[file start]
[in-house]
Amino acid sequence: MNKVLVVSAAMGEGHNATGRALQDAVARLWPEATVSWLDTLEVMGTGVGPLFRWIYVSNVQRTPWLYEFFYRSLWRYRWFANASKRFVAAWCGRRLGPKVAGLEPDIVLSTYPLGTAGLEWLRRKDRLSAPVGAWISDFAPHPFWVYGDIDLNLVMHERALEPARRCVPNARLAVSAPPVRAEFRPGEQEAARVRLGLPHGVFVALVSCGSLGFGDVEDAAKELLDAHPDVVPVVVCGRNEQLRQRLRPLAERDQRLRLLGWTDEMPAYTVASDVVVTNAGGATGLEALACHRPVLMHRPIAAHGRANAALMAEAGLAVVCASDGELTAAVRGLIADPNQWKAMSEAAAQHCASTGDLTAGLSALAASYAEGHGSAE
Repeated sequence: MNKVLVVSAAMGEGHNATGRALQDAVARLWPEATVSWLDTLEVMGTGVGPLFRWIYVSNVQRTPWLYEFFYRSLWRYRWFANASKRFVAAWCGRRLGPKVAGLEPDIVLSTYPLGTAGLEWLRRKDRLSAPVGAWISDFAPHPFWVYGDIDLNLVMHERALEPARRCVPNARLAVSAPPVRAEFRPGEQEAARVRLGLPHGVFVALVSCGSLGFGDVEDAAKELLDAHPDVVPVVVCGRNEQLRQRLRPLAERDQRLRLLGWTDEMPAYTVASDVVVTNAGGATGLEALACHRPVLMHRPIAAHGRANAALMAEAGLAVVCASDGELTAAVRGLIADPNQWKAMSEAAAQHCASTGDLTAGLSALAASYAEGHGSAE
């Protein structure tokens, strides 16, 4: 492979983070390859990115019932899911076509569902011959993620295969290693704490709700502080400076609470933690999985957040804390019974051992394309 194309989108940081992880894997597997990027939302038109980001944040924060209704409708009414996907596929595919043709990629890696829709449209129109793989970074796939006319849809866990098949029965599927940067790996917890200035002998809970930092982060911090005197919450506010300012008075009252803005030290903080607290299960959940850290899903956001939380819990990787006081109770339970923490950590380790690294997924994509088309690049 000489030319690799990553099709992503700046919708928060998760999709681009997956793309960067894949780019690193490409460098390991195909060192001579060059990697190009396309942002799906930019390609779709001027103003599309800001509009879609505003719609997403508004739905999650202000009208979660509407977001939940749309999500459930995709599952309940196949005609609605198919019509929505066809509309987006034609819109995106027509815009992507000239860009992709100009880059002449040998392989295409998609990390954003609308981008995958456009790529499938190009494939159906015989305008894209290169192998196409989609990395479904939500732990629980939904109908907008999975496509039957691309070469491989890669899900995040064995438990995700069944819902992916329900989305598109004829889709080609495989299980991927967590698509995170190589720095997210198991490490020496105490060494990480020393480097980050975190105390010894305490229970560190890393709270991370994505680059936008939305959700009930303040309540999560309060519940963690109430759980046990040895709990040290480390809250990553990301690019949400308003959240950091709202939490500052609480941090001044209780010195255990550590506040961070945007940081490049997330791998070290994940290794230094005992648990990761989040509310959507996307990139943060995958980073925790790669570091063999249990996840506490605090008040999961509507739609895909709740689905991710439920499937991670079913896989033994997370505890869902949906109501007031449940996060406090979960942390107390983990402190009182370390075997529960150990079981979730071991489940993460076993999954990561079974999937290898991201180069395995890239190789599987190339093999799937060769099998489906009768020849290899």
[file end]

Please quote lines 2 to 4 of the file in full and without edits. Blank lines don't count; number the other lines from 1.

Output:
Amino acid sequence: MNKVLVVSAAMGEGHNATGRALQDAVARLWPEATVSWLDTLEVMGTGVGPLFRWIYVSNVQRTPWLYEFFYRSLWRYRWFANASKRFVAAWCGRRLGPKVAGLEPDIVLSTYPLGTAGLEWLRRKDRLSAPVGAWISDFAPHPFWVYGDIDLNLVMHERALEPARRCVPNARLAVSAPPVRAEFRPGEQEAARVRLGLPHGVFVALVSCGSLGFGDVEDAAKELLDAHPDVVPVVVCGRNEQLRQRLRPLAERDQRLRLLGWTDEMPAYTVASDVVVTNAGGATGLEALACHRPVLMHRPIAAHGRANAALMAEAGLAVVCASDGELTAAVRGLIADPNQWKAMSEAAAQHCASTGDLTAGLSALAASYAEGHGSAE
Repeated sequence: MNKVLVVSAAMGEGHNATGRALQDAVARLWPEATVSWLDTLEVMGTGVGPLFRWIYVSNVQRTPWLYEFFYRSLWRYRWFANASKRFVAAWCGRRLGPKVAGLEPDIVLSTYPLGTAGLEWLRRKDRLSAPVGAWISDFAPHPFWVYGDIDLNLVMHERALEPARRCVPNARLAVSAPPVRAEFRPGEQEAARVRLGLPHGVFVALVSCGSLGFGDVEDAAKELLDAHPDVVPVVVCGRNEQLRQRLRPLAERDQRLRLLGWTDEMPAYTVASDVVVTNAGGATGLEALACHRPVLMHRPIAAHGRANAALMAEAGLAVVCASDGELTAAVRGLIADPNQWKAMSEAAAQHCASTGDLTAGLSALAASYAEGHGSAE
């Protein structure tokens, strides 16, 4: 492979983070390859990115019932899911076509569902011959993620295969290693704490709700502080400076609470933690999985957040804390019974051992394309 194309989108940081992880894997597997990027939302038109980001944040924060209704409708009414996907596929595919043709990629890696829709449209129109793989970074796939006319849809866990098949029965599927940067790996917890200035002998809970930092982060911090005197919450506010300012008075009252803005030290903080607290299960959940850290899903956001939380819990990787006081109770339970923490950590380790690294997924994509088309690049 000489030319690799990553099709992503700046919708928060998760999709681009997956793309960067894949780019690193490409460098390991195909060192001579060059990697190009396309942002799906930019390609779709001027103003599309800001509009879609505003719609997403508004739905999650202000009208979660509407977001939940749309999500459930995709599952309940196949005609609605198919019509929505066809509309987006034609819109995106027509815009992507000239860009992709100009880059002449040998392989295409998609990390954003609308981008995958456009790529499938190009494939159906015989305008894209290169192998196409989609990395479904939500732990629980939904109908907008999975496509039957691309070469491989890669899900995040064995438990995700069944819902992916329900989305598109004829889709080609495989299980991927967590698509995170190589720095997210198991490490020496105490060494990480020393480097980050975190105390010894305490229970560190890393709270991370994505680059936008939305959700009930303040309540999560309060519940963690109430759980046990040895709990040290480390809250990553990301690019949400308003959240950091709202939490500052609480941090001044209780010195255990550590506040961070945007940081490049997330791998070290994940290794230094005992648990990761989040509310959507996307990139943060995958980073925790790669570091063999249990996840506490605090008040999961509507739609895909709740689905991710439920499937991670079913896989033994997370505890869902949906109501007031449940996060406090979960942390107390983990402190009182370390075997529960150990079981979730071991489940993460076993999954990561079974999937290898991201180069395995890239190789599987190339093999799937060769099998489906009768020849290899």